Lion of Nottingham Bendigo Finally met The Opponent He Could Not Defeat

Posted by alexkemp on 14 March 2017 in English (English)

This is the Grade II listed statue & memorial placed above the grave for Bendigo In St Mary's Rest Garden, Nottingham:–


“In life always brave, fighting like a lion…
In death like a lamb, tranquil in Zion”

Nottingham loves lions ([1] [2] [3] [4] [5]) and they so loved William ‘Bendigo’ Thompson that his funeral in 1880 had a procession a mile long with thousands in attendance. He was buried in St Mary's Cemetery (now called the Rest Garden) and, a hundred years later, all gravestones except his were transferred to the back wall. Unfortunately his monument was carved in soft stone, and acid air from thousands of coal fires has not been kind to it across the last century.

This is said to be the only photo of Bendigo (possibly sourced from–

Bendigo photo

William Thomson was born on 11 October 1811 in New Yard, Nottingham (now known as Trinity Walk, off Parliament Street) and grew up in poverty as the youngest of 21 children. Today, he is almost unknown in the town.

The (possibly apocryphal) story is that he was the youngest of triplets, and that the three of them were named Shadrach, Meshach, and Abednego. When Abednego was 15 his father died, and he & his mother found themselves in the workhouse. His situation was dire:– Nottingham's population soared to be 5 times greater than before; the end of the Napoleonic Wars in 1815 led to mass unemployment; Nottingham's population was unable to expand out of the old town boundary and a national cholera epidemic in 1832 was acute in Nottingham and led to the establishment of St Mary's Cemetery (funded by the Quaker grocer Samuel Fox) in order to be able to handle the flood of dead bodies which was overwhelming the other graveyards.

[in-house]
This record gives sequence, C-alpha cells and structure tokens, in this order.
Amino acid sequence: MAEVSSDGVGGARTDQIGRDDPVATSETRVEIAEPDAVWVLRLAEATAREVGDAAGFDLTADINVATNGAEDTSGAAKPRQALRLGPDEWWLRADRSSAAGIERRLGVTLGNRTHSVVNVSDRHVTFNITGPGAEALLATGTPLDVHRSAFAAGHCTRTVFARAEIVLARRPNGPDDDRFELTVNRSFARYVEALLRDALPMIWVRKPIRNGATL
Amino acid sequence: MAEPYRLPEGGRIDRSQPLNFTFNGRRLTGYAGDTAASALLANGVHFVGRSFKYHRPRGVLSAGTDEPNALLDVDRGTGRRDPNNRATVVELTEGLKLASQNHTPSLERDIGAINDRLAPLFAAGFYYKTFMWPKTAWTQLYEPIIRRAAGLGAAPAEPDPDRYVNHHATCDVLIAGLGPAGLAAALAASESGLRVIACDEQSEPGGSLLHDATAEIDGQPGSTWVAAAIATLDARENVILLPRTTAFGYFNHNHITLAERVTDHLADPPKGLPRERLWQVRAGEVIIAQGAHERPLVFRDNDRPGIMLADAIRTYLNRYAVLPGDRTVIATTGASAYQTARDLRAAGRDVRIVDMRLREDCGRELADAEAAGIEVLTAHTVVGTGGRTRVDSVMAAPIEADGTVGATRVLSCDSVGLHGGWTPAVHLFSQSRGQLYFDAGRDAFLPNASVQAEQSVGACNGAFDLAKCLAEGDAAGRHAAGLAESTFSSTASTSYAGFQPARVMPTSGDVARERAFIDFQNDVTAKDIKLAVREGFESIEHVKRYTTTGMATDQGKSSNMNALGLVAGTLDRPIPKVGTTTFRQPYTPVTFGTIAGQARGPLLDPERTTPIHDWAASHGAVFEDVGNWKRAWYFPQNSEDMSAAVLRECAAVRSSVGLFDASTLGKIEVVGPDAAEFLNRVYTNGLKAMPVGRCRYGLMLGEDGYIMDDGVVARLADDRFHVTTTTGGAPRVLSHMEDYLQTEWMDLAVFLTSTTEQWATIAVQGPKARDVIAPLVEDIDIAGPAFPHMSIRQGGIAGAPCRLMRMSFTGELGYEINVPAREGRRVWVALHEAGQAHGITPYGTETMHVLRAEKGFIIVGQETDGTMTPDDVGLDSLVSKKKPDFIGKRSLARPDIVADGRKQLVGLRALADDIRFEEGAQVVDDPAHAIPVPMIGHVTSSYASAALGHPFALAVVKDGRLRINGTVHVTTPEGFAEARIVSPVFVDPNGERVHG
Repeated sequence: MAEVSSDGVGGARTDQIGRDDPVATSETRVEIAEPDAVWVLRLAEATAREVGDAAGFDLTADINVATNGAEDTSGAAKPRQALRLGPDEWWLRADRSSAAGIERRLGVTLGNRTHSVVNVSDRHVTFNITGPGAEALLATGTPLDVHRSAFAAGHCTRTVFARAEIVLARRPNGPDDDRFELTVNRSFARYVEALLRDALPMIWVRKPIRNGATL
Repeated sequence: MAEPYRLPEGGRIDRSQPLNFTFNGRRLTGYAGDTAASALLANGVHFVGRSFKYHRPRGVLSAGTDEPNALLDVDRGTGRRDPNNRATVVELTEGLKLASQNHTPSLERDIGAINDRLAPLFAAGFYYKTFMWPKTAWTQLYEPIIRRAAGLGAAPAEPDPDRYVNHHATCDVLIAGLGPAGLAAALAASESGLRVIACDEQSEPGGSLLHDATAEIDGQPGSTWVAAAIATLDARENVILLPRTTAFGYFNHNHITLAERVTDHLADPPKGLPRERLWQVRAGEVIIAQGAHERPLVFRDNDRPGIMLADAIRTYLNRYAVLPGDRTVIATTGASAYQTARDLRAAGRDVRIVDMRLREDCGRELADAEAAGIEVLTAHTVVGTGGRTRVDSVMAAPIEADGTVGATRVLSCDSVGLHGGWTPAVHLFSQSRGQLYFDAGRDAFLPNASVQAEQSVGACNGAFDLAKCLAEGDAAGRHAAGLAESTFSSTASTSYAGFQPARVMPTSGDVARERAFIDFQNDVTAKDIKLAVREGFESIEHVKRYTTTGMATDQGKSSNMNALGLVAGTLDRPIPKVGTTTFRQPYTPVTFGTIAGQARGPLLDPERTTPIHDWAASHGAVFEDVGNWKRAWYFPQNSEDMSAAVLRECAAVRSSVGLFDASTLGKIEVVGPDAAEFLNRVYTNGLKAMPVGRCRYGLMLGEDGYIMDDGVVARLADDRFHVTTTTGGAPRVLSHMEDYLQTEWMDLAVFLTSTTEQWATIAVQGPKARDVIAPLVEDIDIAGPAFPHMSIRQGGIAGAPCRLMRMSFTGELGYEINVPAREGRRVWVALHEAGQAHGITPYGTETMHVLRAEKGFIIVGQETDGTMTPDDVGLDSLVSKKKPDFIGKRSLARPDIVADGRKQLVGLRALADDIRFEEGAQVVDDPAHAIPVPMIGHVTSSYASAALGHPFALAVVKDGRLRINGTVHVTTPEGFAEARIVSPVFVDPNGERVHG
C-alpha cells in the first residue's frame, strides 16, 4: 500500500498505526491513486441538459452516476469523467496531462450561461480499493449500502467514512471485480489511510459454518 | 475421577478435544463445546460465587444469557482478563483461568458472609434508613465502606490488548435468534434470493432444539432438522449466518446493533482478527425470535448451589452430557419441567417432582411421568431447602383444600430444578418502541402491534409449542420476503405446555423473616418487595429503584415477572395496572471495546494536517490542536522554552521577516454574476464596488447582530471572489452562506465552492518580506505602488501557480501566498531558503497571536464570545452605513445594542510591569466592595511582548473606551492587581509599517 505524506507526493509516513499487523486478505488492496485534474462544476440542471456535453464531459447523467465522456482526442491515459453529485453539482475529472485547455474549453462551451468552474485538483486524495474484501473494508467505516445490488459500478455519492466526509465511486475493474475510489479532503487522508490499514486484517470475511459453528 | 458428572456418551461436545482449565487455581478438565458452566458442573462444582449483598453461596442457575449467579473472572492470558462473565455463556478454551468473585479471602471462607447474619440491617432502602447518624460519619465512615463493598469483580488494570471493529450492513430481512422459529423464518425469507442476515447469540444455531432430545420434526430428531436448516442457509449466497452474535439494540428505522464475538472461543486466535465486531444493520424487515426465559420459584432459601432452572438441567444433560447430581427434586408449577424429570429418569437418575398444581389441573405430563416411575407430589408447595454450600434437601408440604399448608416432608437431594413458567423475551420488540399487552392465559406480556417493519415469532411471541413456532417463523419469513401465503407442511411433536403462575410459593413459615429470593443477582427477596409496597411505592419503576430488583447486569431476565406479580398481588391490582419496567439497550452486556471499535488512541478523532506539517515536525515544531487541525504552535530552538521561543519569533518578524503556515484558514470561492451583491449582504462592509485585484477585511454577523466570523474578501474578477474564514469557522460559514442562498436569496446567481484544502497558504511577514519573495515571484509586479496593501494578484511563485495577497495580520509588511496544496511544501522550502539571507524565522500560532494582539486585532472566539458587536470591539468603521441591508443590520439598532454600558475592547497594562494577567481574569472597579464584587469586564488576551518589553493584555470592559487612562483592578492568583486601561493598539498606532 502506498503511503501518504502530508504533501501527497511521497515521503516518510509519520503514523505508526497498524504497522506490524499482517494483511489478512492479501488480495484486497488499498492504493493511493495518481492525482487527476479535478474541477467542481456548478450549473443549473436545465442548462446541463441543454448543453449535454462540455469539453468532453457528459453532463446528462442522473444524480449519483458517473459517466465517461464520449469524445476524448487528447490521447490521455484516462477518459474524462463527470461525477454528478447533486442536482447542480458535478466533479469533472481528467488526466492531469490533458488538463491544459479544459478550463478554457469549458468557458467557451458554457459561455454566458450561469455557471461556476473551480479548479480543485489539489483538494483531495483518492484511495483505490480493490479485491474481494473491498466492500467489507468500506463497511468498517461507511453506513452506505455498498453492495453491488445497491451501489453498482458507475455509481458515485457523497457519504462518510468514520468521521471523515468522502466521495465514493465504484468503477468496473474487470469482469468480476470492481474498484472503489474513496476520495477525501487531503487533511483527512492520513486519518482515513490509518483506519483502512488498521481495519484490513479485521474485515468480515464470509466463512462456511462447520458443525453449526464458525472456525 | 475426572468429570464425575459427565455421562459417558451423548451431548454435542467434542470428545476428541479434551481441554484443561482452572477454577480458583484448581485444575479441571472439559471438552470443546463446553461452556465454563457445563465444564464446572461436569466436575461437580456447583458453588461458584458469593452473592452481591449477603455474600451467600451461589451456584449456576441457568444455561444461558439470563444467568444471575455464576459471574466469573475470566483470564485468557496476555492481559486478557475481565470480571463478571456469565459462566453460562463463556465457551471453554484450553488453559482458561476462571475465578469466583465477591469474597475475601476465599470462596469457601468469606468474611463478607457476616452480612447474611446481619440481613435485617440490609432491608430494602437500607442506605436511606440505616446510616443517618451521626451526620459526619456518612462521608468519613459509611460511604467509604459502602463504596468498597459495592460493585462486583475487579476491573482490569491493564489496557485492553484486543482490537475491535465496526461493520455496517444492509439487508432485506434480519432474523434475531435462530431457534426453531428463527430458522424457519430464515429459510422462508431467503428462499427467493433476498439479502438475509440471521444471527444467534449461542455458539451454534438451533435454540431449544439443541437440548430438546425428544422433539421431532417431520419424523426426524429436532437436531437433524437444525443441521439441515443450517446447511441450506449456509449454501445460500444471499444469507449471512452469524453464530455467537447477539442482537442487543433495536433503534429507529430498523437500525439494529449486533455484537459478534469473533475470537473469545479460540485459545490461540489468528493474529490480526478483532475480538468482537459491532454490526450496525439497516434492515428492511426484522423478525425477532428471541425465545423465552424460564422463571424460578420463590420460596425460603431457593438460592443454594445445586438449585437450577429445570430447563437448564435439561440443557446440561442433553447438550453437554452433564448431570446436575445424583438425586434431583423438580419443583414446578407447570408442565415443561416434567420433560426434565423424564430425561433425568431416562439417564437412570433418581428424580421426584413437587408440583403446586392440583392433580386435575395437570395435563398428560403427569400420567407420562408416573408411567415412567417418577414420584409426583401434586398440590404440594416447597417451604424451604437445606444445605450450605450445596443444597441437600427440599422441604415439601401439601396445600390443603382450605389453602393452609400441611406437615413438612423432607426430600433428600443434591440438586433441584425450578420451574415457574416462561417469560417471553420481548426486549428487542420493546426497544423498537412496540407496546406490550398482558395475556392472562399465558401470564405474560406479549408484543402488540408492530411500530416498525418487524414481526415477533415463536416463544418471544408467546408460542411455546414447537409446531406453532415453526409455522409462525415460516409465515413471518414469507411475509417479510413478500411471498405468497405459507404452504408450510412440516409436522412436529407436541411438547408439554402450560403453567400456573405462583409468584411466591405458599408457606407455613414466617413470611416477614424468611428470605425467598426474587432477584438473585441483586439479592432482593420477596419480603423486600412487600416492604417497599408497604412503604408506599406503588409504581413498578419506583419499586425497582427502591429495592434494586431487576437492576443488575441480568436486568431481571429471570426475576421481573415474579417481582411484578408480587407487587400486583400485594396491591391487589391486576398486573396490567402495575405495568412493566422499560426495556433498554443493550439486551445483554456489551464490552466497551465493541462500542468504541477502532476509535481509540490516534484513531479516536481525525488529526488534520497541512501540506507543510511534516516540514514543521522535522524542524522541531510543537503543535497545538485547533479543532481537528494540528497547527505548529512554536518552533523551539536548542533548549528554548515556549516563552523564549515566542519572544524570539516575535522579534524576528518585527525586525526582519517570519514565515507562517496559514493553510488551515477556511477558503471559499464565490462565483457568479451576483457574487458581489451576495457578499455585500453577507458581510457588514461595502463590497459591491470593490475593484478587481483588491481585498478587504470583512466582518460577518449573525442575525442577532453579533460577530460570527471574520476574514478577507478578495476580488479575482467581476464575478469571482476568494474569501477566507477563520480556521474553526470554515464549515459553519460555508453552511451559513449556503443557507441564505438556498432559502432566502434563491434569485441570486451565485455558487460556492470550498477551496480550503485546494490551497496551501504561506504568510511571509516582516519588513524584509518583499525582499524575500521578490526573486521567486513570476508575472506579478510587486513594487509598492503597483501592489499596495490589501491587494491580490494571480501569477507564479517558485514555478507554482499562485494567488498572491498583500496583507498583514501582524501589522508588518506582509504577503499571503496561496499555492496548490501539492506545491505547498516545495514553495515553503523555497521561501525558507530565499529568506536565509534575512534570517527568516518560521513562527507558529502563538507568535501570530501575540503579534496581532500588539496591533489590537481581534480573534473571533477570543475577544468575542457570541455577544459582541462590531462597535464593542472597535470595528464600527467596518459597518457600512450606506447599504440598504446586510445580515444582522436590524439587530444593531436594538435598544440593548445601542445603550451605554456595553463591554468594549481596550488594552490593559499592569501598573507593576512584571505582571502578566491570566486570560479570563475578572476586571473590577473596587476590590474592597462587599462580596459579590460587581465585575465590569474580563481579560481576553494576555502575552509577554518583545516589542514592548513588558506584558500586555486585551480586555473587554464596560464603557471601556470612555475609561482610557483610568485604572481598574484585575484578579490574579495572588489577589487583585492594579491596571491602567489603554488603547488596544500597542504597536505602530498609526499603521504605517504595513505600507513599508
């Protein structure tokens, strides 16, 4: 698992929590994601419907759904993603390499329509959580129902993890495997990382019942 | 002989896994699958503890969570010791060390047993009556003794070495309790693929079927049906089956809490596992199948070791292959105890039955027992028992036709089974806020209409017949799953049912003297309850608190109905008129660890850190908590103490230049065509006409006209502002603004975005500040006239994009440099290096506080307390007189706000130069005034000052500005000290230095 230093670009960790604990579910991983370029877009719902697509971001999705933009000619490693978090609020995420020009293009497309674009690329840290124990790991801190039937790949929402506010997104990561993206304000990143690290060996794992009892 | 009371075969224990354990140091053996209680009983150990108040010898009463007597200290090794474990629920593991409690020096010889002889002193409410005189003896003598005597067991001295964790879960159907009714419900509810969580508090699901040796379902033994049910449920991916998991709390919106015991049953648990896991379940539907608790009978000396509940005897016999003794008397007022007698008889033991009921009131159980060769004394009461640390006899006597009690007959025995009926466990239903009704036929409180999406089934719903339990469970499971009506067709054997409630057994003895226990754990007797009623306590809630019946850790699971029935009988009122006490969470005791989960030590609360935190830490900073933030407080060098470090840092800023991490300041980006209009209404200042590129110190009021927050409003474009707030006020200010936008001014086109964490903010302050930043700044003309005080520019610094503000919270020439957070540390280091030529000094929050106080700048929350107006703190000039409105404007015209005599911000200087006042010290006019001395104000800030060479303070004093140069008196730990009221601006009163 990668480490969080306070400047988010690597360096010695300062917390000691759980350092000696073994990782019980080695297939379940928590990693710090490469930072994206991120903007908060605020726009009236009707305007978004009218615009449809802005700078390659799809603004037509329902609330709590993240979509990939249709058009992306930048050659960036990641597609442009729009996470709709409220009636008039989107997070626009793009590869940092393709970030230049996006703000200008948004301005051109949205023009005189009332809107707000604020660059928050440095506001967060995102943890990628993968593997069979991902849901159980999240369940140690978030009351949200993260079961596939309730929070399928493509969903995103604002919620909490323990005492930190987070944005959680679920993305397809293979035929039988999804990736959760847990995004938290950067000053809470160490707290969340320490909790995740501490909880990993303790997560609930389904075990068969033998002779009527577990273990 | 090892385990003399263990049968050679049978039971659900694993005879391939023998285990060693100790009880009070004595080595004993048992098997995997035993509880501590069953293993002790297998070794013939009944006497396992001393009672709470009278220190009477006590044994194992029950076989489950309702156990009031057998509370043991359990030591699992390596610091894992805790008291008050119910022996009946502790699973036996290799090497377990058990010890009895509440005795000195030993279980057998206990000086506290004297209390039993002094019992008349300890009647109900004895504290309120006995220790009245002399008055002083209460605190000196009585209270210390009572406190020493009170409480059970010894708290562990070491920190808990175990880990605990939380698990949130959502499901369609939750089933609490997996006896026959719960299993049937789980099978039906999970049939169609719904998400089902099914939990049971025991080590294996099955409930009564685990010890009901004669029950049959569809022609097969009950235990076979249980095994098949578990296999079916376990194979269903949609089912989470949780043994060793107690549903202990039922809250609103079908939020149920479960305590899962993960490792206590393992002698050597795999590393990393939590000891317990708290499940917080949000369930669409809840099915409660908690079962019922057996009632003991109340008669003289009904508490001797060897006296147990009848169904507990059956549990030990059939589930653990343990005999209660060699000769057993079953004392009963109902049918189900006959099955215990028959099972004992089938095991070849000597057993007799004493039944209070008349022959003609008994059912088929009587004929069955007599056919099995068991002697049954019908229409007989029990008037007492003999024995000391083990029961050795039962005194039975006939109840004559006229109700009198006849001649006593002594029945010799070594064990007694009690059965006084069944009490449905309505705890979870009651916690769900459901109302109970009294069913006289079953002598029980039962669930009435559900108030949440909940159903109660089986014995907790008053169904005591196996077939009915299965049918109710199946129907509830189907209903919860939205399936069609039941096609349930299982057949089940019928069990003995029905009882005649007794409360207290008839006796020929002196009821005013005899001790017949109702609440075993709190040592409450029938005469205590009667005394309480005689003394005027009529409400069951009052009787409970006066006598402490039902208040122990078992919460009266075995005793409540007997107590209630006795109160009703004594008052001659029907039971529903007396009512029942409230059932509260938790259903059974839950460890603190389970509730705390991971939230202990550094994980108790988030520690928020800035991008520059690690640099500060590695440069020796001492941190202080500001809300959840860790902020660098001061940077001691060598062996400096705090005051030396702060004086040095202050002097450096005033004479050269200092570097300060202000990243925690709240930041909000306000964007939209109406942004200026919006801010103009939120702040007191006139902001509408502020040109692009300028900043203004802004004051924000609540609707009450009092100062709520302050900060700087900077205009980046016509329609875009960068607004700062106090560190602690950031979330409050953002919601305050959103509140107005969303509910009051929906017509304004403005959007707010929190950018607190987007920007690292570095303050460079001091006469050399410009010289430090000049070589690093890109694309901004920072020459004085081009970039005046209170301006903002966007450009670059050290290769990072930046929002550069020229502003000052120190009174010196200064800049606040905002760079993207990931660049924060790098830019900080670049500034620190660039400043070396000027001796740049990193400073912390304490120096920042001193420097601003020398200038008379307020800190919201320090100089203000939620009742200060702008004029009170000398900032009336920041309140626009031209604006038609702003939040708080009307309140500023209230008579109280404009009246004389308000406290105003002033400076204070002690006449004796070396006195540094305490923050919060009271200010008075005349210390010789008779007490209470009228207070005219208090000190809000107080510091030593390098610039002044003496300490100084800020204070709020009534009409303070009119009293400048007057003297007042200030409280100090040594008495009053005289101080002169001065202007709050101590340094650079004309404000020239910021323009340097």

Abednego was good with his fists and, in spite of the fact that prize-fighting was illegal, by 18 he was able to become the family bread-winner. He became astonishingly popular — one fight in a field in Leicestershire drew a crowd of 15,000 — and that popularity & success seems to have been based on these factors:–

  1. He was a southpaw
  2. He would bend ‘n’ duck ‘n’ weave whilst fighting
    (this led to him acquiring the nickname ‘Bendy’)
    (“bendy Abednego” appears to have led to “Bendigo”)
  3. He was fit, fast, strong & devoid of fear
  4. Like Muhammad Ali he was lippy, and both funny & insulting with it
  5. He never lost a fight

After winning 21 fights he retired aged 39.

The next years were bad for Bendigo. His mother died (in her 80s) and he went to pieces. The records show him to have been sent to The House of Correction for Drunk and Disorderly on 28 occasions. Getting him there must have been interesting for the constables. In the 1870s he began to take an interest in religion & discovered a vocation as a Methodist preacher. Thousands of people would attend his open-air sermons throughout the country.

He fell down the stairs at his home in Beeston and, after many weeks, died on 23 August 1880 aged 69 & was buried within his mother's grave. He had finally met the opponent that he could not defeat:– Time, ably abetted by her handmaiden, Death.

There is currently an effort to fundraise to have a bronze statue of Bendigo erected in the town centre. They would welcome your donations.

Location: Lace Market, St Ann's, City of Nottingham, East Midlands, England, NG1 1LJ, United Kingdom

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